Assassin’s Creed: Valhalla is one of the more mystical entries into the Assassin’s Creed series. The game’s less complex action RPG mechanics will be a welcome reprieve for Valheim players wanting a more relaxing jaunt into Viking environments and themes.
Available on PC, PlayStation 5, PlayStation 4, Xbox Series X and S, Xbox One, and Google Stadia
Hellblade: Senua’s Sacrifice
As the rather evocative title of “Hellblade” might suggest, this game also involves delving into the afterlife. The dynamic, stylized action combat might put Senua’s Sacrifice in a different genre to Iron Gate’s relatively relaxed new game, but the mythology that the titles draw upon remains the same.
In Senua’s Sacrifice, like Valheim, your character delves deep into the Norse afterlife, but does so for very distinct reasons. In this gorgeously realized action-adventure title from Ninja Theory, you play a Celtic warrior embarking on a “vision quest into Viking hell” to fight for the soul of your lost lover.
This game is perfect for those who want to delve into a different part of Norse mythology – how it can relate to trauma. Senua’s Sacrifice is a gamified study into psychosis and how it can intertwine with myth and legend, with Ninja Theory partnering with expert psychologists to help craft the game’s exploration of mental health.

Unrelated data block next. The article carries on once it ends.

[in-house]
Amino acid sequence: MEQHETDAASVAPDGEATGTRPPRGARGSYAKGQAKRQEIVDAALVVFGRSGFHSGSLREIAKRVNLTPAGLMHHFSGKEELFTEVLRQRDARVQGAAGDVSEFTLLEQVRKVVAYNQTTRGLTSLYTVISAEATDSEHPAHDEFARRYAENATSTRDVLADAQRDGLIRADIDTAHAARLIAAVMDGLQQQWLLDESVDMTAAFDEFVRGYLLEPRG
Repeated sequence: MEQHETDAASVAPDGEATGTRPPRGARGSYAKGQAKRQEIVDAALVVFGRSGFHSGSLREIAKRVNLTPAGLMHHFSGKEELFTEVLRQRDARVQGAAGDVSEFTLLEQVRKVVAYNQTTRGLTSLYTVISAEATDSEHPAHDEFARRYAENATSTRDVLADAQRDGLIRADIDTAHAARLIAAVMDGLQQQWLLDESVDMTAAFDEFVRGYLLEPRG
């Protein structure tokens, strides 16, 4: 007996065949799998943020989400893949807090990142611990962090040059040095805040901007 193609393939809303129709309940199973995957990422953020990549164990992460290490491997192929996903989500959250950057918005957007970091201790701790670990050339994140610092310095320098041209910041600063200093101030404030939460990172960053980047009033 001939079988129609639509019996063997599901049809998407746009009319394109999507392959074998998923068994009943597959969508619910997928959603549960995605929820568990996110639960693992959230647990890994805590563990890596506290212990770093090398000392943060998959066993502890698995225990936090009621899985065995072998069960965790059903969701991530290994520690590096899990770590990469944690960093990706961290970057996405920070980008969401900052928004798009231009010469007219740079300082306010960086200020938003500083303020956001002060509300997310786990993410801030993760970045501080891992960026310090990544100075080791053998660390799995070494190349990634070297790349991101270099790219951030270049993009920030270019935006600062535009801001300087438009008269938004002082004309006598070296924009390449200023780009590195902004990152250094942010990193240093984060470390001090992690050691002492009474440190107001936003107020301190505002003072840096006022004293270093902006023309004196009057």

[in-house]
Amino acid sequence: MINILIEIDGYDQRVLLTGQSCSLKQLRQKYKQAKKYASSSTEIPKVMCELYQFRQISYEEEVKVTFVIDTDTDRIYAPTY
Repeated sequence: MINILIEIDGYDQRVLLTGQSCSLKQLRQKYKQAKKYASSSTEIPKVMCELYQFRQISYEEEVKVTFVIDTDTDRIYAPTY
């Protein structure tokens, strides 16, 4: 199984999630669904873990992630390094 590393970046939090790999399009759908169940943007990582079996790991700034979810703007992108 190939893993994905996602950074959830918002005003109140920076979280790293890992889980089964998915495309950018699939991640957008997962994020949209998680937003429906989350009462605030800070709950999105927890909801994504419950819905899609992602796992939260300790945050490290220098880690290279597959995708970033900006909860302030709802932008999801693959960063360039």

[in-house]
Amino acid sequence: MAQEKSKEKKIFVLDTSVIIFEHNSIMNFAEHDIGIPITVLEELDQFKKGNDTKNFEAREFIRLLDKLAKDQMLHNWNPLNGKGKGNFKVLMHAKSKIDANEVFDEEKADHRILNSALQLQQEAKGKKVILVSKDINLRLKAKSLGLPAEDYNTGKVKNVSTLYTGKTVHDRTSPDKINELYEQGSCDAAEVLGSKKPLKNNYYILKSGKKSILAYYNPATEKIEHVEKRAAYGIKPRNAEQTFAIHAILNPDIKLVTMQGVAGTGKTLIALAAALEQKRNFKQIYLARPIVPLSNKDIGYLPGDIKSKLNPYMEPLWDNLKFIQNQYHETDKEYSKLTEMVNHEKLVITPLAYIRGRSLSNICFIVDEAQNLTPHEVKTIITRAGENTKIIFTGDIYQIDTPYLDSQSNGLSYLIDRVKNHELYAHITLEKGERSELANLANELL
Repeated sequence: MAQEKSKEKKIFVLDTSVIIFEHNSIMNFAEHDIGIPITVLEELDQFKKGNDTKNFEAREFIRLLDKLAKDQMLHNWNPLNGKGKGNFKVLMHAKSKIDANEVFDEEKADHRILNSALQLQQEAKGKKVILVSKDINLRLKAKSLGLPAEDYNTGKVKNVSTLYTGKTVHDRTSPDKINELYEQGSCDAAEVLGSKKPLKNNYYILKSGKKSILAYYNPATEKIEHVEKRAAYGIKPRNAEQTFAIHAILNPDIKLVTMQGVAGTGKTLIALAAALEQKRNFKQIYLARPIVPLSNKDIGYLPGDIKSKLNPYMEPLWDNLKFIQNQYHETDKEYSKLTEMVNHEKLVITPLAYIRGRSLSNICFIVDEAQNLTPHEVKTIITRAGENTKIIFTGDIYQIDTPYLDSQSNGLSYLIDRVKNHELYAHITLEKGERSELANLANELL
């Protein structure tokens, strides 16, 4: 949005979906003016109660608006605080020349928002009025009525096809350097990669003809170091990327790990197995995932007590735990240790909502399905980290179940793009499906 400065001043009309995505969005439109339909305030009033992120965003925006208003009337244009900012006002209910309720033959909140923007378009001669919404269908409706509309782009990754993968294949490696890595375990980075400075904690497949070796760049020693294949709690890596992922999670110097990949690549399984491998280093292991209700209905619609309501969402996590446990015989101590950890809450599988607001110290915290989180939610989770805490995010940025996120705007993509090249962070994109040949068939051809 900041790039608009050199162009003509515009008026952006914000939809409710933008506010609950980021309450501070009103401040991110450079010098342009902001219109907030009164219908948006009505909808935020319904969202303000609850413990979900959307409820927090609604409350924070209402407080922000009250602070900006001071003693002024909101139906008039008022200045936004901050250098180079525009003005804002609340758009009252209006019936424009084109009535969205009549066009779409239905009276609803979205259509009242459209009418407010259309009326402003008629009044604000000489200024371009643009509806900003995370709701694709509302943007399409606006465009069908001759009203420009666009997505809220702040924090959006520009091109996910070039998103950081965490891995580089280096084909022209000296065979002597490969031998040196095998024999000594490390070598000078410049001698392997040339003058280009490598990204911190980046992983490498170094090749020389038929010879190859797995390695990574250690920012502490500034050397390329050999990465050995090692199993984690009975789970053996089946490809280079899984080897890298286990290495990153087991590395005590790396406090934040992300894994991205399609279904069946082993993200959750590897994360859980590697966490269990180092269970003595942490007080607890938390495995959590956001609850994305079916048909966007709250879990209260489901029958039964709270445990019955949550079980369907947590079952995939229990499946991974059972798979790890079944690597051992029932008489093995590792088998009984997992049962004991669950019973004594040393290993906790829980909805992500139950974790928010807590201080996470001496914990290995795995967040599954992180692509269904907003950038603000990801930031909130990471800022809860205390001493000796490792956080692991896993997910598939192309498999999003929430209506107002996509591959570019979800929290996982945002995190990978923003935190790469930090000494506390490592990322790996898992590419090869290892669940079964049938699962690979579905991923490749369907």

Do not expect the jolly cooperative fun of Valheim in Hellblade: Senua’s Sacrifice. Instead, expect an experience that like Valheim, incorporates Norse mythology as a core part of its mechanics and narrative. More importantly, this is done to great effect, and Hellblade’s handling of mental health is thoughtful and considered, lending a great emotional weight to the brutal and exciting combat.
Available on PC, Nintendo Switch, PlayStation 4, and Xbox One
Valnir Rok released back in November 2020, and still remains in an early access. At first glance, it might look like a higher fidelity version of Valheim, and it certainly does have similar aims. Both are immersive survival simulators/RPGs modelled around old Norse myths, with an emphasis on exploration and felling gargantuan creatures.
Present across Encurio’s early access title are raids from powerful creatures from Norse mythology, including ogres, trolls, and even some impressive dragons that seek fiery retribution against your kind.